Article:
BBC NEWS Americas Africa Europe Middle East South Asia Asia Pacific Arabic Persian Pashto Turkish French
BBCi NEWS   SPORT   WEATHER   WORLD SERVICE   A-Z INDEX     

BBC News World Edition
 You are in: Middle East  
News Front Page
Africa
Americas
Asia-Pacific
Europe
Middle East
South Asia
UK
Business
Entertainment
Science/Nature
Technology
Health
-------------
Talking Point
-------------
Country Profiles
In Depth
-------------
Programmes
-------------
BBC Sport
BBC Weather
SERVICES
-------------
LANGUAGES
EDITIONS
Tuesday, 8 May, 2001, 11:49 GMT 12:49 UK
Israeli views on Sharon
Beach, suburb of Tel Aviv
The people of Tel Aviv have a lot to worry about
By Peter Biles in Tel Aviv

It is three months since the February elections in Israel that brought right-wing Likud leader Ariel Sharon to power.

He formed a new government of national unity, but there is no sign of an end to the violence between Israelis and Palestinians.

Israeli Prime Minister Ariel Sharon
Sharon came to power pledging peace and security
Both sides say they want a ceasefire, but any resumption of negotiations still seems a long way off.

Tel Aviv is both Israel's commercial centre and a place for relaxation and enjoyment. In some respects, it is a world away from the politics of Jerusalem.

But here, like everywhere in Israel, people remain on their guard. They might like to forget the conflict with the Palestinians, but it is rarely out of their thoughts.

The trendy cafes of Sheinken Street are a meeting place for young Israelis. Many here voted for Ehud Barak in the election. They feared Ariel Sharon's reputation as a hardliner.

But three months on, the distinction between left and right in Israel is blurred.

"We've seen there's only one person who decides what happens," said one man, Iyar Semel. "That's Yasser Arafat. That's the voice of the Palestinians right now.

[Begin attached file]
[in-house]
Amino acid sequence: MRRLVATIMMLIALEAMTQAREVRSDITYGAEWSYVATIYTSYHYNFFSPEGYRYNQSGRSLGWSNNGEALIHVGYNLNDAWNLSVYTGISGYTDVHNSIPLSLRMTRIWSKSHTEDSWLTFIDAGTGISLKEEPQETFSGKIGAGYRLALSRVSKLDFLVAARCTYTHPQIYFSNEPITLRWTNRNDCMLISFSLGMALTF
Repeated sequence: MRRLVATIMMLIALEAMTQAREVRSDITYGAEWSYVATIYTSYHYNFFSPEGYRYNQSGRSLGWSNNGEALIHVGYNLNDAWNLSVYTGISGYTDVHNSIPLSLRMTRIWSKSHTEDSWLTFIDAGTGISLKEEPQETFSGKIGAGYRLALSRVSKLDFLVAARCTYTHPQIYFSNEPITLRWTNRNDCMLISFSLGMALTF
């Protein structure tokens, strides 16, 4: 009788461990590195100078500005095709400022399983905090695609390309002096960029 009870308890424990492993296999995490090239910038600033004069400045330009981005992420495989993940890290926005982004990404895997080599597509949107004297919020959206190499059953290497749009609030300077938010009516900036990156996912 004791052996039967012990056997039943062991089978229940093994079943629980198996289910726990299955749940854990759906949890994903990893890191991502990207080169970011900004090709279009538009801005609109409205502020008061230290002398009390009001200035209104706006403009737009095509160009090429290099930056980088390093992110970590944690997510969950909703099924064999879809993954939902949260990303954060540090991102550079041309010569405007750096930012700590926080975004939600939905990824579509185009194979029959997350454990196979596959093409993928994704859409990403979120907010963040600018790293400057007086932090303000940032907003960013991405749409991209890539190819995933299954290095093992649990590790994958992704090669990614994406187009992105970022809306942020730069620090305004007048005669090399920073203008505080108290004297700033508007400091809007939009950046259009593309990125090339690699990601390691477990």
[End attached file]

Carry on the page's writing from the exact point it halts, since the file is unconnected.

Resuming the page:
"If they want war, I and most of the population feel it's their choice much more than ours."

Bloodshed continues

But breaking the cycle of violence is the hardest task right now. And the mood among Israelis who want to see a return to the peace talks is one of uncertainty and some despair.

Man shopping in Tel Aviv
Many Israelis have seen little change under Sharon
"We hoped when Sharon was elected, there would be change, but it seems nothing happened," said Orly Nuri, who has a fruit juice stall. "The situation now is tough.

"We can't see an end to it."

Israel's national unity government, forged as a result of the conflict, has brought together politicians once poles apart. Ariel Sharon claims the atmosphere is good.

Analysts say that is because the government is not doing much while the violence continues and the peace talks are suspended.

"Unity governments never did anything in Israel's history. The big moves - and especially the big moves towards peace - have always been made by governments led by Likud or Labour, never together," said Israeli journalist Ofer Shelach.

"I don't expect this government will be any different,"

For now, in Tel Aviv's busy streets, there is always the threat of bombs. Israelis are resigned to a situation that is bad. They just hope it will not get worse.


Key stories

Profiles

FACTFILE

TALKING POINT

AUDIO VIDEO
Internet links:


The BBC is not responsible for the content of external internet sites

Links to more Middle East stories are at the foot of the page.


E-mail this story to a friend

Links to more Middle East stories

© BBC ^^ Back to top

News Front Page | Africa | Americas | Asia-Pacific | Europe | Middle East |
South Asia | UK | Business | Entertainment | Science/Nature |
Technology | Health | Talking Point | Country Profiles | In Depth |
Programmes